14. On October 4th McCone noted to the Special Group that there had been no coverage of the center of Cuba and more particularly the entire western and of the Island for over a month, and all flights since 3 September had been either peripheral or limited and therefore CIA did not know, nor could advise, whether an offensive capability was being created. DCI objected strenuously to the limitations which had been placed on overflights and there arose a considerable discussion (with some heat) as to whether limitations had or had not been placed on CIA by the Special Group. NRO and Colonel Blakely were requested [Facsimile Page 5] to prepare a comprehensive plan for aerial survey of Cuba and to submit the plan at a meeting scheduled for Tuesday, October 9th.

15. On 9 October Special Group (Augmented) met. Reviewed NRO and JCS proposals and it was agreed that a U–2 flight flying from south to north across the western part of Cuba where at least two SAM sites were known to exist should be undertaken promptly and that a number of similar sorties might be mounted if this flight did not activate ground-air fire. (Higher authority approved this one mission and left consideration of further missions until the results of the approved mission were determined.)

16. This mission was flown on October 14th. It was successful and encountered no resistance. On October 15th at a Special Meeting (and prior to receipt of the results of the October 14th flight), two additional U–2 missions to cover all of Cuba were approved and this was concurred in by higher authority.

John A. McCone
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I. New information from highly reliable sources confirms extensive Soviet military deliveries to Cuba in recent weeks.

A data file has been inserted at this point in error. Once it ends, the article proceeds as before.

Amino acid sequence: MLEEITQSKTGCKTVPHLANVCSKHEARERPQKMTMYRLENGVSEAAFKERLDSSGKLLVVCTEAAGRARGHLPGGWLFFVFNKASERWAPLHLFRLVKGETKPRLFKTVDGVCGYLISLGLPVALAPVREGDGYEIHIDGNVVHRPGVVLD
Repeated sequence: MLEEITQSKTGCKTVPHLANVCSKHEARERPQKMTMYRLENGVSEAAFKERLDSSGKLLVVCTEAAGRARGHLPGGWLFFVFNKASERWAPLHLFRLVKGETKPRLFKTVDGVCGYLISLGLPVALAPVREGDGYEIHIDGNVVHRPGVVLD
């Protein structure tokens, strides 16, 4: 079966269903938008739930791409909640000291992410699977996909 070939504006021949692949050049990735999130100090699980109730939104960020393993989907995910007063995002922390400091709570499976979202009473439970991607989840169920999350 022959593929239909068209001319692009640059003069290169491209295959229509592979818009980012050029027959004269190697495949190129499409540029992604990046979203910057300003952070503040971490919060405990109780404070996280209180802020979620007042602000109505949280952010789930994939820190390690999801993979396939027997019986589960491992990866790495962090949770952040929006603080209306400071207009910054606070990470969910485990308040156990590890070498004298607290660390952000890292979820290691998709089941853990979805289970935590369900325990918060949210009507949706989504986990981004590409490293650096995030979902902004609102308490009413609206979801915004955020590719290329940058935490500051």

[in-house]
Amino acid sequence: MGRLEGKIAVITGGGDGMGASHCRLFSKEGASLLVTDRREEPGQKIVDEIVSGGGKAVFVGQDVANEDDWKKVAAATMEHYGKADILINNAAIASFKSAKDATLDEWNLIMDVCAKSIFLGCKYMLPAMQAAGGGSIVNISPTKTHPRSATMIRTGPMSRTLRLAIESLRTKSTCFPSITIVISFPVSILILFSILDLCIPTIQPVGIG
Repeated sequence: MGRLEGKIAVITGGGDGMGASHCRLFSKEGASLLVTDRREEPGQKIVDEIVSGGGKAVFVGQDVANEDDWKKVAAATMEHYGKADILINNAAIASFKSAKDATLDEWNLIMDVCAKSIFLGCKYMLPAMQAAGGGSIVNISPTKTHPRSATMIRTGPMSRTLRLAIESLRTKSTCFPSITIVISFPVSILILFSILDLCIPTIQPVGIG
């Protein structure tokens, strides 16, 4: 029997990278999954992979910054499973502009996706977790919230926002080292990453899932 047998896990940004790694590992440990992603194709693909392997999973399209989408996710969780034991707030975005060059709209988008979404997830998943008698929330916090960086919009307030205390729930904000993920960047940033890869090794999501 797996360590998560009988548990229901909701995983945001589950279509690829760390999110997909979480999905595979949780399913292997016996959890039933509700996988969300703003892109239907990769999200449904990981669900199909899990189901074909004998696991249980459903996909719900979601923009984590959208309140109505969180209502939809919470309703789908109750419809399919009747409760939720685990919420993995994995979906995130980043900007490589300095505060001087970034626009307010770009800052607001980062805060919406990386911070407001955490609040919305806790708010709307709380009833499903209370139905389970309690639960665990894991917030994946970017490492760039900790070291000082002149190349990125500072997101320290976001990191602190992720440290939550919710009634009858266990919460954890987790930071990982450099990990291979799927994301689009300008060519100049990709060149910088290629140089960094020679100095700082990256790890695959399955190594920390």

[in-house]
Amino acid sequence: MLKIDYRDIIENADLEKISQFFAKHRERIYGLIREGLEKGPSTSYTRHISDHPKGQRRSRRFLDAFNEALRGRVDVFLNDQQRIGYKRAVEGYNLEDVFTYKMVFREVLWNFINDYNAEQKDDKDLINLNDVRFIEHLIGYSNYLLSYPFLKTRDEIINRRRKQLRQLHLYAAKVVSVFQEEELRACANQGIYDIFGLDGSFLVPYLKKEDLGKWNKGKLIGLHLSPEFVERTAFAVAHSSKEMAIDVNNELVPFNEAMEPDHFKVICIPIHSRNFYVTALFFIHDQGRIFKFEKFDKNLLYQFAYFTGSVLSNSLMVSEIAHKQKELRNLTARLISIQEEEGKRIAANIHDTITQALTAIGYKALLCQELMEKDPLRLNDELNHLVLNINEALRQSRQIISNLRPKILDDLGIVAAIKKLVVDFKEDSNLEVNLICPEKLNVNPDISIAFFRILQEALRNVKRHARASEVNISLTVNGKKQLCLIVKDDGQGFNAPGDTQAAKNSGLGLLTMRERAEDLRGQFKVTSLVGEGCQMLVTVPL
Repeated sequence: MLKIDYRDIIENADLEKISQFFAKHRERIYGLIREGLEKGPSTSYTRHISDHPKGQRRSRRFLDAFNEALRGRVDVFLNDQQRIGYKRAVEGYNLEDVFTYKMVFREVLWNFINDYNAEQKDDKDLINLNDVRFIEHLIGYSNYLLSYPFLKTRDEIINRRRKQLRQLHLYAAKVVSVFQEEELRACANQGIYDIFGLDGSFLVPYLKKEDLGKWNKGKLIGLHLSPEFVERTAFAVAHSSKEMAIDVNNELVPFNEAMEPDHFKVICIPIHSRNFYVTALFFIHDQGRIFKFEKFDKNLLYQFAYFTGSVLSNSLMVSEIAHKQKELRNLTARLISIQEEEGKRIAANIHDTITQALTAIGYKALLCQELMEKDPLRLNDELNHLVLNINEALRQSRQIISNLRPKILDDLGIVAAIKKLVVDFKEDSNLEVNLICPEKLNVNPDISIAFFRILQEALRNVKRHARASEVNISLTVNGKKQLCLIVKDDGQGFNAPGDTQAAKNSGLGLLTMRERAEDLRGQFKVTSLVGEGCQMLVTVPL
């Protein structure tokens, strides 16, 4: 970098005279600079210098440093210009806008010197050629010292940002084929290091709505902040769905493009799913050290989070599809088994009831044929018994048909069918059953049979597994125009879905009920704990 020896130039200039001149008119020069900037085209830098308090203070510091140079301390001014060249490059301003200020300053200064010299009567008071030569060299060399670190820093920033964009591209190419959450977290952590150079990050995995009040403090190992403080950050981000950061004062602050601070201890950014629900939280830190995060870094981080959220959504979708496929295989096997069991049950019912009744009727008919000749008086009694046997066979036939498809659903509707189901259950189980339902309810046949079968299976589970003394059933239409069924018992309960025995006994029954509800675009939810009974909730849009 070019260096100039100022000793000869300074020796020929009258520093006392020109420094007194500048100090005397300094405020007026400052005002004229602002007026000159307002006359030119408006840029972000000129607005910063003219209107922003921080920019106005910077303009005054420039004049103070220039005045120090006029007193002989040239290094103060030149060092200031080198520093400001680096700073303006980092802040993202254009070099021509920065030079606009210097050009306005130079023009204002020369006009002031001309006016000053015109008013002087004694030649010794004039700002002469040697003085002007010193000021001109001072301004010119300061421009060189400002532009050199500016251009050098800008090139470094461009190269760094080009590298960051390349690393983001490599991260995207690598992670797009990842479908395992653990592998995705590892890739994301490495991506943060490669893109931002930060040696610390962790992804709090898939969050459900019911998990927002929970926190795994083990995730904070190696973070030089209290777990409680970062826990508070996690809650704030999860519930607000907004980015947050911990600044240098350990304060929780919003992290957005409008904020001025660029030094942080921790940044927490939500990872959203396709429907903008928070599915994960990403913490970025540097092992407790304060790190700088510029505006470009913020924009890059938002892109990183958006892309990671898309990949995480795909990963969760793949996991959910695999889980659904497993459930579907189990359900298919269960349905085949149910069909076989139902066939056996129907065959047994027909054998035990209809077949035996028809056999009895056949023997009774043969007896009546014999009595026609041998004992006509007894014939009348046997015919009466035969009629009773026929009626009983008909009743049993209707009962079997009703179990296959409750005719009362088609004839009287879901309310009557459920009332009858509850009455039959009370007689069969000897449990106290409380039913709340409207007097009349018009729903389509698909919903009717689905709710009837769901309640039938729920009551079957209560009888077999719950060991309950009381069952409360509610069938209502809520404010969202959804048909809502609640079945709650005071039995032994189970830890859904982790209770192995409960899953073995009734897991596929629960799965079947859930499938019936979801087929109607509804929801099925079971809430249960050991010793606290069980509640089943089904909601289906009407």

A. These have included surface-to-air (SAM) missiles, guided missile boats, at least one and probably more MIG–21 (FISHBED) jet fighter aircraft, and additional land armaments.

II. Twelve SAM sites are being set up, and SAM equipment has been tentatively identified at one additional site. One probable missile assembly area has been identified.

A. The small amount of permanent construction at these sites and the speed of the work indicate that the program is proceeding on a crash basis.

B. Some of these sites could be operational very soon.

C. At least 125 technically trained personnel will be required to operate each site, which includes six launchers and radar and electronic gear.

1. This figure excludes security and support personnel.

2. We have seen no indication that Cubans have been trained for operation of SAMs. Soviet personnel will doubtless man the sites for at least the 9 to 12 months while Cubans are being trained.

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III. The Soviet SAM system is estimated to have a slant range of about 25 nautical miles.

A. The high altitude capability of the system would be in the region of 60,000 to 80,000 feet—or, if the newest version has been supplied to Cuba—in the region of 80,000 to 100,000 feet.

B. Low altitude capability is estimated as low as 2,500 feet, but maximum effectiveness of the system would probably be between 10,000 and 60,000 feet.

IV. Additional SAM sites probably are being or soon will be set up in Cuba.

A. The pattern now emerging suggests that as many as 24 sites—enough to provide modern anti-aircraft defense for the entire island—may eventually be set up.

1. The 12 sites already confirmed could cover almost the entire western half of Cuba.

V. At least eight Komar-class missile boats have been delivered to Cuba in recent weeks.

A. These PT-like boats have a maximum speed of 43 knots and a radius of about 325 nautical miles at 20 knots.

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1. They carry two missile launchers each; the missiles are primarily designed to attack surface vessels but can be used for shore bombardment. The useful range of the missiles is 15 to 17 miles. They carry 2,000 pound high-explosive warheads.